Trespass and Oil Extraction

The Supreme Court has considered the extent to which a landowner owns the substrata.

Summary. The Supreme Court has considered the extent to which a landowner owns the substrata.

Background. Ownership of oil and gas under land is vested in the Crown, giving it the right to grant licences in exchange for royalties (section 2, Petroleum (Production) Act 1934) (1934 Act). A licence holder has the right to acquire any ancillary rights needed to extract the oil (section 3(1), 1934 Act) (section 3(1)). (The 1934 Act has now been repealed and replaced by the Petroleum Act 1998 (1988 Act). Schedule 3 of the 1988 Act preserves pre-existing licences.)

Facts. S was granted an exclusive licence under section 2 of the 1934 Act for an oil field in Surrey, part of which ran under land belonging to a neighbour, B. To access the whole field, S drilled underground pipelines beneath B’s land without obtaining permission.

B claimed that since it had not given permission, nor had the rights been acquired under section 3(1), the intrusion under its property was trespass. Both the High Court and Court of Appeal agreed that S had committed a trespass and awarded compensation to be paid to B. S appealed.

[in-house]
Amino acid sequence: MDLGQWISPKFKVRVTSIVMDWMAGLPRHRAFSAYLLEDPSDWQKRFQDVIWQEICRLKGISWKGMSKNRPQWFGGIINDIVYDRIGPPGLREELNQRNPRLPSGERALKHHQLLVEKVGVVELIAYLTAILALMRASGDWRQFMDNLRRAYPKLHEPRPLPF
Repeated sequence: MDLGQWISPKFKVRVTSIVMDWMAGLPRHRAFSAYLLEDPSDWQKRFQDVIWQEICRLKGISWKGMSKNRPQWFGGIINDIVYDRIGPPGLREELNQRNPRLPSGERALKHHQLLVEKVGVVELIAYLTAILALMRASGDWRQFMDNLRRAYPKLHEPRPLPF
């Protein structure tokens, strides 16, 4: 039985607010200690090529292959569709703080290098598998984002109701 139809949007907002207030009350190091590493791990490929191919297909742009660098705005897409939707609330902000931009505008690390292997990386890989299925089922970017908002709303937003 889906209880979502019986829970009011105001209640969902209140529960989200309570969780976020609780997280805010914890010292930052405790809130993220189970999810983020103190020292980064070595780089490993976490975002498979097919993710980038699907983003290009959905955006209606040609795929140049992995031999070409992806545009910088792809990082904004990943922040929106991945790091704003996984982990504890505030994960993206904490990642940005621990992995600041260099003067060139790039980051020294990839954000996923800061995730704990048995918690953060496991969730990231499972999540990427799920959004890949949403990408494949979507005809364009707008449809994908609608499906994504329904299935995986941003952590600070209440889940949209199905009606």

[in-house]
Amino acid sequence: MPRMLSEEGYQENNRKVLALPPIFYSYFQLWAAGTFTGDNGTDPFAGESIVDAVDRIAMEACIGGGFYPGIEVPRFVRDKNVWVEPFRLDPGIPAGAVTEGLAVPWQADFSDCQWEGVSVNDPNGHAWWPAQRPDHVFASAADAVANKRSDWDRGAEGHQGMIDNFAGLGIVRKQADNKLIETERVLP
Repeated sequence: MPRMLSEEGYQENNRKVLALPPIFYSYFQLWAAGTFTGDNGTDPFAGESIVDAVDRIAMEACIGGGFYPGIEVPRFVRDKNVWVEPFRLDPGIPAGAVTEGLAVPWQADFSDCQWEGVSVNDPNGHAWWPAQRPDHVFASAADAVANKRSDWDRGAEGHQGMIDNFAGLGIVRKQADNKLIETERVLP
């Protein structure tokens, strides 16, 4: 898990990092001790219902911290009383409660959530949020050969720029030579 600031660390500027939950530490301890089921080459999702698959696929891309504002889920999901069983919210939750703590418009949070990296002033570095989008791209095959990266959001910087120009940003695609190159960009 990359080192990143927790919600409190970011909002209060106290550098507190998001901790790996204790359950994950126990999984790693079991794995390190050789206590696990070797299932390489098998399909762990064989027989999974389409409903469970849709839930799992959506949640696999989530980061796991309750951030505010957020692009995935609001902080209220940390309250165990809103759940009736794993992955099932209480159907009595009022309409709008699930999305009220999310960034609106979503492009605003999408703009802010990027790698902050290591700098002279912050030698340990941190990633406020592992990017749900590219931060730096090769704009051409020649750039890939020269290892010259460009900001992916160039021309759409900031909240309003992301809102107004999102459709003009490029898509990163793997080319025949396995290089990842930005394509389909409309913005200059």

Decision. The court rejected the appeal and held that a landowner is deemed to be in possession of the substrata. The court considered the principle of medieval law that an owner of surface land also owns everything below and above it, to the centre of the earth and to the heavens. Although this principle has been modified over time to limit land ownership to a height that “interferes with the land’s ordinary use” (thus excluding airspace from land ownership), the court considered that it should not be modified to restrict landownership of the substrata.

The court also rejected that there was a defence to trespass under the 1934 Act. The “ancillary right” under the 1934 Act to drill for oil underneath land does not in itself give the licence holder any right to enter the land, whether above or below the surface.

Upholding the Court of Appeal’s approach to compensation, the court held that it was necessary to consider the value of a right (for example, a right to install pipes) to the landowner, as opposed to the value of a right to the person acquiring it.

Case: Star Energy v Bocardo [2010] UKSC 35.

Article from the Practical Law Company